Nordisk Tidsskrift for Menneskerettigheter Vol. 22 Nr. 2:2004:

English abstracts

Margret Heinreksdottir: Human Rights in Iceland

This article outlines the extensive progress in recent years in the field of human rights in the Icelandic society due to the influence of international human rights law. All the main conventions have been ratified and the ECHR incorporated into national law. The judicial system has been totally renewed, the human rights section of the Constitution amended and extensive legislation enacted to guarantee various rights. The institutions of a parliamentary Ombudsman and an Ombudsman for Children have been established. NGOs have been increasingly active in their respective fields. Yet, problems remain abundant. Rights as well as implementations are disputed. There is controversy between the ideas of free market economy and social welfare, and increased individualism undermines tendencies and attempts to introduce measures for furthering de facto gender equality and non-discrimination. Scientific progress and measures against terrorism and crime lead to invasion of personal privacy. There is dire need for increased education and furthering of understanding of human rights as well as vigilance against violations of human rights in the Icelandic society.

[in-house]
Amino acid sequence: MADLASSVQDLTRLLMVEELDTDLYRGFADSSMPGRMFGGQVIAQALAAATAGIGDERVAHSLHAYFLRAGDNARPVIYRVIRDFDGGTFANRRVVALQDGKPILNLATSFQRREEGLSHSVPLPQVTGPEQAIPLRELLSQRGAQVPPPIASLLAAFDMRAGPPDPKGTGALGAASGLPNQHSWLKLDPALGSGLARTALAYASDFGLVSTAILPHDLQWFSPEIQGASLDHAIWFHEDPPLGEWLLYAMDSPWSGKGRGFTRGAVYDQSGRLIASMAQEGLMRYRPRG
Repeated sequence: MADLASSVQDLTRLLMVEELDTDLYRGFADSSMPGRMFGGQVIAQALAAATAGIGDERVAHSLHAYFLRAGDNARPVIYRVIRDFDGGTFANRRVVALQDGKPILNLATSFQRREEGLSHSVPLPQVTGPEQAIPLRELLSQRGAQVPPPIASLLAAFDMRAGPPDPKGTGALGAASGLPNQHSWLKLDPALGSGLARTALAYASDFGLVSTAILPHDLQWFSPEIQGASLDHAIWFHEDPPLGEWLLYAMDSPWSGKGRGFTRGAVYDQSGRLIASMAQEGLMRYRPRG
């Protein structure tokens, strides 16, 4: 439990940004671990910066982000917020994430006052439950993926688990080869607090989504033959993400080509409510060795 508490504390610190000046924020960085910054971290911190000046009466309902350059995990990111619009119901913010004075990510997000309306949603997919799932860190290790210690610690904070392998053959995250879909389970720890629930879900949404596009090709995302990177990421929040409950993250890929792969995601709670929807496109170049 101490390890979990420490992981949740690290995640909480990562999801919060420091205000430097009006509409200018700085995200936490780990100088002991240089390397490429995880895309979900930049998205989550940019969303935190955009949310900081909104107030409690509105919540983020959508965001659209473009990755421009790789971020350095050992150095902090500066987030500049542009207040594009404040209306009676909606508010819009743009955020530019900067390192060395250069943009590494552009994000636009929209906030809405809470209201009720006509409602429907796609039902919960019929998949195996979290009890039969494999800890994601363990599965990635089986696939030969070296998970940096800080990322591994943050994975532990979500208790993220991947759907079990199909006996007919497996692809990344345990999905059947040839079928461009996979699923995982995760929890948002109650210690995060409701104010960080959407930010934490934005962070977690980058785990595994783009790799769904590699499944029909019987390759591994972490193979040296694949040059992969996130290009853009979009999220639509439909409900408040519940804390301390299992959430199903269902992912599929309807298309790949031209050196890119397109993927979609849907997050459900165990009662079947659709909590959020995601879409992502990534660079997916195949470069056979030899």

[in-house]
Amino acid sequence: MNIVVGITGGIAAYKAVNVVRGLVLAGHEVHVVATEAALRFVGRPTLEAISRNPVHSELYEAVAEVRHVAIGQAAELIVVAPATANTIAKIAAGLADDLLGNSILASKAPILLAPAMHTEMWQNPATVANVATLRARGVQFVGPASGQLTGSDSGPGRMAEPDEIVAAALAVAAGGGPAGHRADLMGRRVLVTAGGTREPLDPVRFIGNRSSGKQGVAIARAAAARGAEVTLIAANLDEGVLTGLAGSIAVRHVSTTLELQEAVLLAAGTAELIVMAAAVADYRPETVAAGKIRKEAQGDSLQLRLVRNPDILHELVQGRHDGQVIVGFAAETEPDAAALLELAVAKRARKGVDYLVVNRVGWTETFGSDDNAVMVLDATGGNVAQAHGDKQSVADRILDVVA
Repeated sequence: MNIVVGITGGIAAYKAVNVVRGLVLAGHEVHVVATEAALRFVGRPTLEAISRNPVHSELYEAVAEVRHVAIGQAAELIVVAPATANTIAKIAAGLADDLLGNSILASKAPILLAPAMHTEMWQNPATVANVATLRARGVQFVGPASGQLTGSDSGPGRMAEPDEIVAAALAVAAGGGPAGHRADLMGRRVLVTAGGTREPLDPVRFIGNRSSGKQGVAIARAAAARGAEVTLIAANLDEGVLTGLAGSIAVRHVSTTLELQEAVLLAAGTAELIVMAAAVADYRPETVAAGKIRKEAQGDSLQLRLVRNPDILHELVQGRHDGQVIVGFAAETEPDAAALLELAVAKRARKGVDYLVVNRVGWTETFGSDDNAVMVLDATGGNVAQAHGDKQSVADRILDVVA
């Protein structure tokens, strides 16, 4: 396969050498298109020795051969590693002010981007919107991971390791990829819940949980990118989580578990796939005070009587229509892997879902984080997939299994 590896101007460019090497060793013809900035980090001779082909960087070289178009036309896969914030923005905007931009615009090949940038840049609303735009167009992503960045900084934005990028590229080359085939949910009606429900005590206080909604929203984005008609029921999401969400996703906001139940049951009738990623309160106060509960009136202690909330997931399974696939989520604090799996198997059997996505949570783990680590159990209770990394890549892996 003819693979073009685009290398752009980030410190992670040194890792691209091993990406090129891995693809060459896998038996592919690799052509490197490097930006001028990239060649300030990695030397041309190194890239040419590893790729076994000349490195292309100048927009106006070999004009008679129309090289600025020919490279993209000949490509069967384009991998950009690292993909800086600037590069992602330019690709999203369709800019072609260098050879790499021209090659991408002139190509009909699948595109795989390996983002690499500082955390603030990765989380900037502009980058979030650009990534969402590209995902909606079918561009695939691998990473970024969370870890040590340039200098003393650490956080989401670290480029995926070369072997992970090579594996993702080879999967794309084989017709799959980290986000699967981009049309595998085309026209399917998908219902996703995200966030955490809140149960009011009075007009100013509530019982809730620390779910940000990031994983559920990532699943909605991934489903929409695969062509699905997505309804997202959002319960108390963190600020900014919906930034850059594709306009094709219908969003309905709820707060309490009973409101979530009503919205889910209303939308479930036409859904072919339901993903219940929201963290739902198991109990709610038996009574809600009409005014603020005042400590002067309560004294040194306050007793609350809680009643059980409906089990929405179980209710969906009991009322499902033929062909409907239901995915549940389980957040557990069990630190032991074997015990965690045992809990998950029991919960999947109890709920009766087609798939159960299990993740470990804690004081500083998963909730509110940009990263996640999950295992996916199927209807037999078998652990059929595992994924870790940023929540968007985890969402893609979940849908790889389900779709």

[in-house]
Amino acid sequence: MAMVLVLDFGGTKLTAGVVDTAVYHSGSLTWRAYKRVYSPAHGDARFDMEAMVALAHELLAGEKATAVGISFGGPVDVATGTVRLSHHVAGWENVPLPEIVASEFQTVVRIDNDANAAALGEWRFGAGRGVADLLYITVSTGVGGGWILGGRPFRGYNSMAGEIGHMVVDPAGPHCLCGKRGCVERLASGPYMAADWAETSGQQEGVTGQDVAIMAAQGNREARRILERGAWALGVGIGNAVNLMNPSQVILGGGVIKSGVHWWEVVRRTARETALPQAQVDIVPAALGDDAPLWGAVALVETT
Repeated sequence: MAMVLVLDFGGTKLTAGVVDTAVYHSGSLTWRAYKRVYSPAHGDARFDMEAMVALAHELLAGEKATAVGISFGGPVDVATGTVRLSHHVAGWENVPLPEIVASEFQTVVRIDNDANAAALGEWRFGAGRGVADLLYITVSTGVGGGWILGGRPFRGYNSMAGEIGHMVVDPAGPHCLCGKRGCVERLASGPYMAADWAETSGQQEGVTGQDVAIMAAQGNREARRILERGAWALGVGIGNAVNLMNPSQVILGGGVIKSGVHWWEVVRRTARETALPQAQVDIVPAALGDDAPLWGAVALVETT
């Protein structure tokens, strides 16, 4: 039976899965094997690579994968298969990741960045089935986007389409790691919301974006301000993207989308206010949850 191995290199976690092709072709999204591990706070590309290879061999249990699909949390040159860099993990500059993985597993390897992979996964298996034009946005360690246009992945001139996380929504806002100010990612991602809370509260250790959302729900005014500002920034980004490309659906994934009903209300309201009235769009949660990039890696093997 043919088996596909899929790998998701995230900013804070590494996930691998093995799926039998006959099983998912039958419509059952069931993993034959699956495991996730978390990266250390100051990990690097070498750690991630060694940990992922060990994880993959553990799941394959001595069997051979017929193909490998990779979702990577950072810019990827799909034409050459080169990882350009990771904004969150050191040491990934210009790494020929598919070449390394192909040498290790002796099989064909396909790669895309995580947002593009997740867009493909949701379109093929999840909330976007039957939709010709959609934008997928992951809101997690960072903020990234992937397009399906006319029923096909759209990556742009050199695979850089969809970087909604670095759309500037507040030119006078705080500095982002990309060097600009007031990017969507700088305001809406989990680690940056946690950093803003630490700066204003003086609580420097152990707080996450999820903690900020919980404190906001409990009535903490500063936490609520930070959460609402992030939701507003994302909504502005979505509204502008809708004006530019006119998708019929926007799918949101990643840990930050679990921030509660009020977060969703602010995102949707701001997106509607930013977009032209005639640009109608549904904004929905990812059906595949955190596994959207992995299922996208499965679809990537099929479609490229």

Keywords: Iceland; human rights; implementation.

Juhani Kortteinen and Timo Makkonen: Some Developments in the Human Rights Situation in Finland During 2003